Polarization Measurement through Ordered Latent Class Analysis
A report by Boris Sokolov at the regular LCSR seminar
The concept of polarization is widely used in social sciences. Usually, this term is referred to the extent of heterogeneity or disagreement over some issue within society. Polarization has a great explanatory power concerning such topics as political conflicts, civil wars, economic growth, mass support of political parties and decision-making process in parliaments. For example, it was shown that high level of ethnic or linguistic polarization in a society increases the probability of armed conflict. Also, it was found that ethnic polarization negatively correlates with economic growth.
One of the major problems that arise when one tries to apply this concept in empirical research is the measurement of the level of polarization for a given society. Polarization can be easily measured for such observable indicators as ethnicity or religious denomination by applying some well-known indices (for example, the index of Reynal-Querol). However, some types of polarization require more sophisticated methodology. Thus, huge amount of concepts concerning human values and beliefs is usually measured with the scope of different indicators. They compose a latent variable which is not observed but just theoretically assumed. How can one use existing polarization indices (constructed for observed, single-indicator variables) to estimate the level of polarization on unobserved characteristics?
Boris proposed a novel approach to polarization measurement which is based on latent class analysis (LCA), in order to deal with such problems. LCA is a statistical method designed to reduce data dimensions. It allows classifying perceptions and values of the respondents. Values can be measured as several nominal or ordinal (or interval) latent variables each category of which is a single class. Each category composed of the respondents with the most similar characteristics. LCA helps to obtain one scale (or classification) that reflects all the values of the respondents. After performing this procedure one can measure polarization by applying some existing indices.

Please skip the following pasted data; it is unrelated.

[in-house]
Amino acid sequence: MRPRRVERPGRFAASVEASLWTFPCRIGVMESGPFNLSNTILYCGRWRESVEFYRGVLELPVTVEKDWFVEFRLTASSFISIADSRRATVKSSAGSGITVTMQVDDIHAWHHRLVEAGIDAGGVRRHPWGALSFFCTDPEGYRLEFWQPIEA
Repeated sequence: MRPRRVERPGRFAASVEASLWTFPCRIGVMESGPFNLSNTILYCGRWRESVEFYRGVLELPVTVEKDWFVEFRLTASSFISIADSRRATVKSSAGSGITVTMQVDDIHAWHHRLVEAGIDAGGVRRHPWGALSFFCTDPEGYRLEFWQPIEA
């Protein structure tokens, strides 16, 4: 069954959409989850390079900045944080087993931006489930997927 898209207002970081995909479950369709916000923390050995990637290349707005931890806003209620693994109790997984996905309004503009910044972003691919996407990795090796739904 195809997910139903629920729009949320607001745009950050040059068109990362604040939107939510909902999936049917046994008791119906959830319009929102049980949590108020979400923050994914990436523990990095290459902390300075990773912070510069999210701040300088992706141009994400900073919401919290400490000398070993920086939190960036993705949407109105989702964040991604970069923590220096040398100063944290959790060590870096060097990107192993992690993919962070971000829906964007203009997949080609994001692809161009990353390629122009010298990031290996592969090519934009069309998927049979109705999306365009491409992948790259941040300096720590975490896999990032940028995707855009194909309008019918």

This approach is better than the standard method based on obtaining weighted average score for all observed indicators of interest, because LCA helps not only to integrate information, provided by observed indicators, but also permits to check the assumptions of normality and unidimensionality of the latent variable (other methods take this assumptions by default). Then, LCA allows for testing measurement invariance (in some respect, doing this is even easier than in factor analysis).
Boris illustrated the suggested method by measuring polarization on survival/self-expression values in 29 European countries. Using the data from the 5th wave of WVS he also showed that the latent variable related to the corresponding type of values can be treated as one-dimensional variable when it includes no more than five categories (i.e. ordered classes). But the intervals between categories may not be equal. It means that using interval scale in this case is inappropriate. The highest level of value heterogeneity is observed in the most modernized countries: Sweden, the Netherlands, Belgium, and Luxembourg. Societies in Eastern Europe are more homogenous and can be described as almost completely materialist. The percentage of materialists is highest in the Baltic republics where their share is up to 80%.
The important notion is that these results are very preliminary. Although measurement invariance was not tested in the analysis, some evidence indicates that the residents of the Western and the Eastern Europe may understand some issues differently. It may restrict the possibility of comparison between these two regions. Then, the assumption of equal interval size of the scale of ordered latent variable reflected individual value attitudes also may be wrong. Therefore, further corrections are needed. This, and some other methodological problems, will be the main concern of the next stage of the research.